The American Society of Breast Surgeons published statement on genetic testing for hereditary breast cancer on February 10, 2019. It includes recommendations about who should be tested. Among these is the recommendation that all breast cancer patients get genetic testing, as well as women who do not have breast cancer but fit the National Comprehensive Cancer Network (NCCN) guidelines. (3/25/19)
The guidelines summarized above are those proposed by the American Society of Breast Surgeons. Different organizations and professional societies have different guidelines. The National Comprehensive Cancer Network is a consortium of experts in cancer and genetics. They publish consensus guidelines for genetic testing for inherited mutations that increase cancer risk. Their guidelines for genetic testing for people diagnosed with breast cancer include:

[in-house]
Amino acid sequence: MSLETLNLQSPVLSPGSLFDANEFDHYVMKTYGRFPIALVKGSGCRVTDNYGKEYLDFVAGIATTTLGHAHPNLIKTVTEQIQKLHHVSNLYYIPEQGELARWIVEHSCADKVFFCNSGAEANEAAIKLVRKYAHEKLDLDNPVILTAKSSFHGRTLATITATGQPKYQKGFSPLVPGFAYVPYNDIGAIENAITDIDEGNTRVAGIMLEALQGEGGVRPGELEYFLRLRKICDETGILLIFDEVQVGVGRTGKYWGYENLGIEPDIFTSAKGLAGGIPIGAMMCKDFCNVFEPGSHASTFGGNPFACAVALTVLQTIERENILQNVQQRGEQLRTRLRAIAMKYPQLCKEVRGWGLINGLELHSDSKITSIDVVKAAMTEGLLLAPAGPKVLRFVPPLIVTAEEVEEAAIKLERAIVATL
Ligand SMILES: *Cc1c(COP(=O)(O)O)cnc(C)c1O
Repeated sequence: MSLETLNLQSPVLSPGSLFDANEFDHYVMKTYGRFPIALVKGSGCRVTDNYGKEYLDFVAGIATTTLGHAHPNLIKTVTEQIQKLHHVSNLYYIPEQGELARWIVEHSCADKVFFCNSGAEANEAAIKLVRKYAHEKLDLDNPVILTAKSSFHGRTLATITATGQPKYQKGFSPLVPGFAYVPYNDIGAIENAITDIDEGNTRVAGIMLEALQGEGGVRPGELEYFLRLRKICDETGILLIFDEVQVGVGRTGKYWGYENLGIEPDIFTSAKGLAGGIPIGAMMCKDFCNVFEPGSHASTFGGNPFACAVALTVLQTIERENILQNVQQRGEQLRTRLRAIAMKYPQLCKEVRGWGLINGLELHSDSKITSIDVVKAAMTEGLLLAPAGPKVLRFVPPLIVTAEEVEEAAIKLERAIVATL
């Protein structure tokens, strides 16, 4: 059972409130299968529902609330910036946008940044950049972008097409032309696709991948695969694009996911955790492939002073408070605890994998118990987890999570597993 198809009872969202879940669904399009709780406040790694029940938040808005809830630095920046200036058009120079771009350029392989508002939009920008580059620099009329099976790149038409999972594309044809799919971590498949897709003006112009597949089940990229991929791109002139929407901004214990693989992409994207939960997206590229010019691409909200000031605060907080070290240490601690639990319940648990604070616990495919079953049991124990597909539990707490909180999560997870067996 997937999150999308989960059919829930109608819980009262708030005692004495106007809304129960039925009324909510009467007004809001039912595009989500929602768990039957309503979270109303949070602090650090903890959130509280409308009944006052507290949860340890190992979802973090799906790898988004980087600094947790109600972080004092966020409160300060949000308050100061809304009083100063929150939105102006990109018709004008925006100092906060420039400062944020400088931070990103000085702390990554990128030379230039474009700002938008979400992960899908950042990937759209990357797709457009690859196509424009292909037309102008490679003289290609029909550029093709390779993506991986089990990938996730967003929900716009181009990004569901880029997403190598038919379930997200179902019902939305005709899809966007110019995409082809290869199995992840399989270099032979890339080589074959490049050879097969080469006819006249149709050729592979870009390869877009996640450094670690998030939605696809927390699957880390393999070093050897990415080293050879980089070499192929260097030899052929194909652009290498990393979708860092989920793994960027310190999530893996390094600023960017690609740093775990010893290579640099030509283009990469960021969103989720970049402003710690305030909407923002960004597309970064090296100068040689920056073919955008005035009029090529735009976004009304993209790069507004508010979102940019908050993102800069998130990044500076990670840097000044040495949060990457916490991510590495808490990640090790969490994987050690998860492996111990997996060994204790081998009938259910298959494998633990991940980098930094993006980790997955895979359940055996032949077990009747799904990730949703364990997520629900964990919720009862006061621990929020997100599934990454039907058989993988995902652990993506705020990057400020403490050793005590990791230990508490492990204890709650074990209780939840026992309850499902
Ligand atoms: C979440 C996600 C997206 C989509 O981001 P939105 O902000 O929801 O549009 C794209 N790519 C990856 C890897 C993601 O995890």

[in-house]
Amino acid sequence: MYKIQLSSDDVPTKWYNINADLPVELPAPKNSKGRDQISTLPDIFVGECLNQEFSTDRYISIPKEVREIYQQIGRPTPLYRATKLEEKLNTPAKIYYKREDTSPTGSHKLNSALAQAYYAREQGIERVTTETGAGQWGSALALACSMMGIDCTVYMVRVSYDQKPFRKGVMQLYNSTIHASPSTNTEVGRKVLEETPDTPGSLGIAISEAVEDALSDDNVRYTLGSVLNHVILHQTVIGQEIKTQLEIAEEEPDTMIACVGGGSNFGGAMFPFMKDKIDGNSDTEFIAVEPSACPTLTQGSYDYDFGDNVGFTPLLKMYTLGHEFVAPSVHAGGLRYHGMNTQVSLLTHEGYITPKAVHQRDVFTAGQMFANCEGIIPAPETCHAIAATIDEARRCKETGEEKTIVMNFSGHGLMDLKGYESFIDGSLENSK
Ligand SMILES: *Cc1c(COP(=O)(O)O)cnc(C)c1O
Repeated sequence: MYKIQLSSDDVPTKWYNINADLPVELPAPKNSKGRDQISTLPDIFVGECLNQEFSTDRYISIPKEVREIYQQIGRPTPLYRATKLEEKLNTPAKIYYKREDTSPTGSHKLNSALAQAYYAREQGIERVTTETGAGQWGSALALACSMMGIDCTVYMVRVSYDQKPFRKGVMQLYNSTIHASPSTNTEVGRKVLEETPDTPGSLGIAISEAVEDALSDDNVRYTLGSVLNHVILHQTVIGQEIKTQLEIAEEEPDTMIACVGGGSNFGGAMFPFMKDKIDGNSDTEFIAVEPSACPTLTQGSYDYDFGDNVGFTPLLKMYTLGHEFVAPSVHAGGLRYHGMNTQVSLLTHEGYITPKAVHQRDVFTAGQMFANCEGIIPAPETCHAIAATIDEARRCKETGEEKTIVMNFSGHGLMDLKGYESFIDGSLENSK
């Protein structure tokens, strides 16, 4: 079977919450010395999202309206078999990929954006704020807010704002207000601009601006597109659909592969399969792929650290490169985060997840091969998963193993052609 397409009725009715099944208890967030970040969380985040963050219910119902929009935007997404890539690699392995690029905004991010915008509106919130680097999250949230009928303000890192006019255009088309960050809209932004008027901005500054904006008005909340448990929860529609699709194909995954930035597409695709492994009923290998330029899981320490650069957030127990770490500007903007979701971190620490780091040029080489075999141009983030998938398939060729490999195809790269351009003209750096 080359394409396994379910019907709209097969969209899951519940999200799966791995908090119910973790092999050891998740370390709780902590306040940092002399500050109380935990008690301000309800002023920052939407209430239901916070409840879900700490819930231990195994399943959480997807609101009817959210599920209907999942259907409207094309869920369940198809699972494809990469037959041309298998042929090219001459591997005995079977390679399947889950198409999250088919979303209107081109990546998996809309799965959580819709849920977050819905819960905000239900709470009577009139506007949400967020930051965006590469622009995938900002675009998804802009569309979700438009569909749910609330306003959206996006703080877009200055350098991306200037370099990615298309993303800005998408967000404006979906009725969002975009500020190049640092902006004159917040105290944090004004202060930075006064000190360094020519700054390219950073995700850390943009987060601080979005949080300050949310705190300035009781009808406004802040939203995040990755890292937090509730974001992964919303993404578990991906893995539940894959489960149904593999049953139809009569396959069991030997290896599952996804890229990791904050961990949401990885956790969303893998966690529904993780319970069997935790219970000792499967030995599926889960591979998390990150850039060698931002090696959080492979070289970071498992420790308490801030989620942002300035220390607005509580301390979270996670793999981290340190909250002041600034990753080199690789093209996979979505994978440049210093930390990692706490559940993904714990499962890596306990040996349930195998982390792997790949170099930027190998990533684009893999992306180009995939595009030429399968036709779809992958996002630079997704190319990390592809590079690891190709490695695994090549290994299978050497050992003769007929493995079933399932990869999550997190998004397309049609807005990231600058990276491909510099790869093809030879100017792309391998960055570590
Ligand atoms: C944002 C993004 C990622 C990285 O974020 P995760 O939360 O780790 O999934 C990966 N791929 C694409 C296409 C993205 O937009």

For people with HER2-negative, metastatic breast cancer, NCCN recommends BRCA testing before starting on chemotherapy to see if there may be benefit from treatment with a PARP inhibitor.
According to NCCN, cancer risk assessment and genetic counseling is highly recommended before genetic testing is offered (pre-test counseling) and after results are disclosed (post-test counseling). A genetic counselor, medical geneticist, oncologist, surgeon, oncology nurse, or other health professional with expertise and experience in cancer genetics should be involved early in the counseling of patients.
FORCE is a national nonprofit organization, established in 1999. Our mission is to improve the lives of individuals and families affected by adult hereditary cancers.